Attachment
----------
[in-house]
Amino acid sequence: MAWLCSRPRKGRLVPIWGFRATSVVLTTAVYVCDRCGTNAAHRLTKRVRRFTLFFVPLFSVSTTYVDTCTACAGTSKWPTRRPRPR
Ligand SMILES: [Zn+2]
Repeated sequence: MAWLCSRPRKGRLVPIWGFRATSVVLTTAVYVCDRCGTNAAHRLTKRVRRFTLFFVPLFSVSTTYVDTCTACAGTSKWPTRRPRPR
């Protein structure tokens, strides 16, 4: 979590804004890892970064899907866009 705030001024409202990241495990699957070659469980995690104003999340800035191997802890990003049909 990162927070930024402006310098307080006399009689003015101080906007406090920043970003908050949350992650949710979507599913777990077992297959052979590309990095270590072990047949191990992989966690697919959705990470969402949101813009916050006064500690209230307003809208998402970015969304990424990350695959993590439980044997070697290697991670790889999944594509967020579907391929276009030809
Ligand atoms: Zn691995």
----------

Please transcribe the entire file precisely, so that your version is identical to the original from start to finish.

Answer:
[in-house]
Amino acid sequence: MAWLCSRPRKGRLVPIWGFRATSVVLTTAVYVCDRCGTNAAHRLTKRVRRFTLFFVPLFSVSTTYVDTCTACAGTSKWPTRRPRPR
Ligand SMILES: [Zn+2]
Repeated sequence: MAWLCSRPRKGRLVPIWGFRATSVVLTTAVYVCDRCGTNAAHRLTKRVRRFTLFFVPLFSVSTTYVDTCTACAGTSKWPTRRPRPR
């Protein structure tokens, strides 16, 4: 979590804004890892970064899907866009 705030001024409202990241495990699957070659469980995690104003999340800035191997802890990003049909 990162927070930024402006310098307080006399009689003015101080906007406090920043970003908050949350992650949710979507599913777990077992297959052979590309990095270590072990047949191990992989966690697919959705990470969402949101813009916050006064500690209230307003809208998402970015969304990424990350695959993590439980044997070697290697991670790889999944594509967020579907391929276009030809
Ligand atoms: Zn691995």